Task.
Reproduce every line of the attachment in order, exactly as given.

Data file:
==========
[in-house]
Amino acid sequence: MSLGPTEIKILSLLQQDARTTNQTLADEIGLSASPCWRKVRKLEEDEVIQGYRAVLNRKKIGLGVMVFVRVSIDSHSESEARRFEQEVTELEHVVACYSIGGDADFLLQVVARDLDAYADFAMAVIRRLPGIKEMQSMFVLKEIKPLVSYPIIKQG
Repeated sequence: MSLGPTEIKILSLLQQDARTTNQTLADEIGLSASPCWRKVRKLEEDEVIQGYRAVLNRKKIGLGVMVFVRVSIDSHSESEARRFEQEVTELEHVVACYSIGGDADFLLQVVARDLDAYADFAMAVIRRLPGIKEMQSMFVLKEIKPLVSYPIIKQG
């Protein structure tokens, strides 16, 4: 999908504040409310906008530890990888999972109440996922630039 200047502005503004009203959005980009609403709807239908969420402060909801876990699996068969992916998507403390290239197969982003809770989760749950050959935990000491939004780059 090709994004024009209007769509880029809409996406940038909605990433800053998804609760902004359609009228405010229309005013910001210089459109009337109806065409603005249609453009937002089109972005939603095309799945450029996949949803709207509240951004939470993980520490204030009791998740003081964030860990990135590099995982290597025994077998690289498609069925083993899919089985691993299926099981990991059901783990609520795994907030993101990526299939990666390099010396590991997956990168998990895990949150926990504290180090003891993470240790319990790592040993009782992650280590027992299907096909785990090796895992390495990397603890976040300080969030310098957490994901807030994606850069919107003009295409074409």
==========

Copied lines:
[in-house]
Amino acid sequence: MSLGPTEIKILSLLQQDARTTNQTLADEIGLSASPCWRKVRKLEEDEVIQGYRAVLNRKKIGLGVMVFVRVSIDSHSESEARRFEQEVTELEHVVACYSIGGDADFLLQVVARDLDAYADFAMAVIRRLPGIKEMQSMFVLKEIKPLVSYPIIKQG
Repeated sequence: MSLGPTEIKILSLLQQDARTTNQTLADEIGLSASPCWRKVRKLEEDEVIQGYRAVLNRKKIGLGVMVFVRVSIDSHSESEARRFEQEVTELEHVVACYSIGGDADFLLQVVARDLDAYADFAMAVIRRLPGIKEMQSMFVLKEIKPLVSYPIIKQG
């Protein structure tokens, strides 16, 4: 999908504040409310906008530890990888999972109440996922630039 200047502005503004009203959005980009609403709807239908969420402060909801876990699996068969992916998507403390290239197969982003809770989760749950050959935990000491939004780059 090709994004024009209007769509880029809409996406940038909605990433800053998804609760902004359609009228405010229309005013910001210089459109009337109806065409603005249609453009937002089109972005939603095309799945450029996949949803709207509240951004939470993980520490204030009791998740003081964030860990990135590099995982290597025994077998690289498609069925083993899919089985691993299926099981990991059901783990609520795994907030993101990526299939990666390099010396590991997956990168998990895990949150926990504290180090003891993470240790319990790592040993009782992650280590027992299907096909785990090796895992390495990397603890976040300080969030310098957490994901807030994606850069919107003009295409074409």